SEX FOR SALE IN OUR CITY
This startling statistic was relayed to all too small a gathering at Garter Lane Theatre where White Ribbon Ireland held a ‘Working Against Gender Violence’ seminar as part of its ’16 Days Of Activism’ campaign.
According to Rebecca Beegan of the Men’s Development Network and Co-ordinator of the ‘Turn Off The Red Light’ campaign, not only were there 14 women selling themselves in Waterford last Wednesday, but there was a total of 886 people “on sale, online nationally”.
Turn Off The Red Light is seeking to end prostitution and sex trafficking in Ireland, and is urging members of the public to contact their local Oireachtas members via www.turnofftheredlight.ie/action to make their voices heard on this issue.
And through the voice of a former prostitute, the campaign bears first person evidence of the ravages that accompany a life in the sex trade.
In a haunting address, former prostitute Mia De Faoite told the gathering of the daily horror of her past life, “but I refuse to let it define who I am today because if it defines me, then it becomes me, and it is not all I am”.
A mother and a grandmother, Ms De Faoite said “you always have to buy the person before you gain access to the body”, before speaking of the first violence she suffered as a prostitute, which occurred during a gang rape.
Describing the attack as “like something that lasted forever,” Ms De Faoite added: “From that night on, I no longer lived – I just existed and in a world in which I could no longer comprehend or make sense of.”
Bruised and bloodied from the rape, the young woman who accompanied Mia that night sadly didn’t survive, dying from a drug overdose two months after the incident.
“The events of that night exposed me to such human wickedness, and it tore me apart to witness what was left of a 27-year-old woman’s sanity disappear before my very eyes, and there’s a little boy who will now grow up never knowing just how hard his mother was trying to get away (from prostitution and addiction), he will never know how kind and wonderful she was; prostitution has robbed him of that, and countless other children as well.”
A year after that attack, Ms De Faoite was raped twice in one night, the second attack committed by a man she described as “a regular”, who raped her while in the knowledge that she’d already been raped that same night.
“We as prostituted women are a prime target for any buyer who wants to fulfil the violent sexual crime of rape, only with us they can do it and get away with it, and both society and the laws that govern it play a major role in keeping it that way, and it will remain unpunishable while it remains legal to buy another human being in the first place.”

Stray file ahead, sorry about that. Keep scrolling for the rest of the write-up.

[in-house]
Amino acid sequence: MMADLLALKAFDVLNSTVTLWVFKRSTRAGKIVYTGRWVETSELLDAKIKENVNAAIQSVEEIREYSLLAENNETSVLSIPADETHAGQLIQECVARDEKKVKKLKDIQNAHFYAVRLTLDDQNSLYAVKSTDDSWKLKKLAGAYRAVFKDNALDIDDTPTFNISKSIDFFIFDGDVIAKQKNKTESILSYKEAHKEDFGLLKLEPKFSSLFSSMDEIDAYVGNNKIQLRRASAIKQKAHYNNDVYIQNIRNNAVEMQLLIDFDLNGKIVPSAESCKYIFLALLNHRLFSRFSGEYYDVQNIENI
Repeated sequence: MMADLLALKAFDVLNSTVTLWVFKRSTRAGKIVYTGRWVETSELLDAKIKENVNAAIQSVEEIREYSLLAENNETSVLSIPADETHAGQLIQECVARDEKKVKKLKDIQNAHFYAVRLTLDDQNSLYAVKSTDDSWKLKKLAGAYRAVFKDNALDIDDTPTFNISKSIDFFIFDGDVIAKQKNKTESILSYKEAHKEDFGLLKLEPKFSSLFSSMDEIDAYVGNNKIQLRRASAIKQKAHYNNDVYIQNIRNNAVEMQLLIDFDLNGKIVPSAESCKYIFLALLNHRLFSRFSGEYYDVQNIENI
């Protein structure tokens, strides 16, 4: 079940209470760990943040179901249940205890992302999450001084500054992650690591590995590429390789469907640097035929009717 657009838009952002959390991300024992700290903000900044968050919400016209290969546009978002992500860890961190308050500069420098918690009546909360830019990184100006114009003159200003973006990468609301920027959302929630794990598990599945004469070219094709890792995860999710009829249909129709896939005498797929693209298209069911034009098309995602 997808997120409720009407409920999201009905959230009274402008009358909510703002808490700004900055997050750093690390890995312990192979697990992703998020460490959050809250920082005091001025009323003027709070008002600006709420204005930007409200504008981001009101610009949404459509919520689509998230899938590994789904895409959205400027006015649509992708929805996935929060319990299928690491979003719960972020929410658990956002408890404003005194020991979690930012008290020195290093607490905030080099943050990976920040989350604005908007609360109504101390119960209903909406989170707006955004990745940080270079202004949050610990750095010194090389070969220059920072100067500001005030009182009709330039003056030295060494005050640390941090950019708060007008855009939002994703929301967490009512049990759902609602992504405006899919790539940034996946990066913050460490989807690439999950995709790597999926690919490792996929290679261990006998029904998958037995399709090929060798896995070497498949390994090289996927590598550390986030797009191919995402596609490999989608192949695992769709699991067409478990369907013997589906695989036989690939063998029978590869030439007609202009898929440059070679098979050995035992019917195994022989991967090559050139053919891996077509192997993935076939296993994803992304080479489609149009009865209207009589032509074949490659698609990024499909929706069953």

Speaking of the “dark cloud of fear” that enveloped her, in which she also succumbed to heroin addiction, Mia De Faoite also referred to living under “the shadow of the constant threat of violence”, something which prostitutes face on a daily basis.
The men who buy sex in Ireland today represent, she continued, the stereotypical ‘model citizen’, as she explained.
“They are in gainful employment, they pay their taxes, they pay their rent, they provide homes for their partners, they have two point four children, they tick every box that society deems to be correct, so we allow them this little indulgence – but how do we allow it? Again, through silence and keeping it legal.
“For the men who bought me, and all the other women, the men who feed this twisted industry, they walk among you every day; they’re fathers, husbands, colleagues, etc. We don’t want to acknowledge that the good citizen can behave like a bad human being…I on the other hand, would have been viewed as a bad citizen: I didn’t have a job, I was supported by the State, I was a heroin addict and, worst of all, I stood on a public street, displaying my wares, luring these good citizens to me, as if they had no choice.
“But I am a good human being. I always have been – and this is the balance you’ll find: between a good citizen and the good human being and which one of us comes first in the queue for protection.”
Ms De Faoite, her voice breaking with emotion, concluded: “Prostitution is not compatible with humanity and we must choose one or the other.”
The seminar was also told that one in five Irish women suffer from some form of violence “at some stages of their lives” and on a number of levels, be it financial, physical, sexual, emotional, cultural and psychological.
According to the MDN’s Rebecca Beegan: “Most victims of violence in Ireland are women and the majority of those who inflict that violence are men, but this victim is often somebody we know – a mother, a grandmother, a sister, an aunt or a friend.”
The 16 Days of Activism campaign runs until tomorrow, December 10th and we’ll have more from the seminar held at Garter Lane in next week’s edition.
For full story see The Munster Express newspaper or
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